by jantzl on September 10, 2020

In last week’s post, I defined humane software and asked for feedback. As a reminder, the definition was: an ongoing endeavor that looks beyond the simple goals of the system at any other results and seeks to expand benefits and reduce harms.

One reader wrote in with some profound thoughts on what humane software is. He said that humane software is empathetic and takes into account the users’ needs as well as the people they serve. He included a great example of humane, empathetic software that takes into account users and those they serve: “Reducing scheduling complexity for the Physician makes it easier for patient follow up visits, which a number of patients don’t make.” I’m going to try to say that another way to make sure that I have it right - Giving doctors greater control over their schedule increases their availability to patients, which makes it easier to follow through on follow up visits.

Thank you, Jeff, for reading and for offering that great expansion/deepening of the definition and including an example!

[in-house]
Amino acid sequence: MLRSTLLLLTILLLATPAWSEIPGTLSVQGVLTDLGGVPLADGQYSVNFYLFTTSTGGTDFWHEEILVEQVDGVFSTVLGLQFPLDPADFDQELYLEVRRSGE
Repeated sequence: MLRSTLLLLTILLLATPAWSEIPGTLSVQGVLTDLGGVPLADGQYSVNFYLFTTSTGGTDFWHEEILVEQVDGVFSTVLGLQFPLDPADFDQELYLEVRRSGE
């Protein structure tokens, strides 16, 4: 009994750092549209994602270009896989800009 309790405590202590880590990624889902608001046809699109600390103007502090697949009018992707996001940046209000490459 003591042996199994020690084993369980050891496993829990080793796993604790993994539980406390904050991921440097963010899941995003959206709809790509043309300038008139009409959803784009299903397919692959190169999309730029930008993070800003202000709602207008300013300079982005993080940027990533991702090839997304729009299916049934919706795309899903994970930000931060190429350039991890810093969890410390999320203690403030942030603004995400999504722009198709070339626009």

Jeff’s comments struck me as a critical aspect of software in medicine. It seems to me that the clinician is the pivotal user of medical software. I don’t think this is a controversial stance but let me expand it and see how far it will go. I would argue that in healthcare, regardless of who is interfacing the software, the ease of use for the person giving direct patient care should be forefront. For example: * The back-office software, such as HR and accounting systems, ultimately asks for and presents information to frontline medical personnel. * Lab and imaging systems that process, analyze, document information about the patient - ultimately to be read, interpreted, and applied by the doctor or nurse who is with the patient.

Am I overlooking something? Why are these systems so often not streamlined for the people who provide patient care? If engineers built medical software with this as the first priority, what tradeoffs would we experience?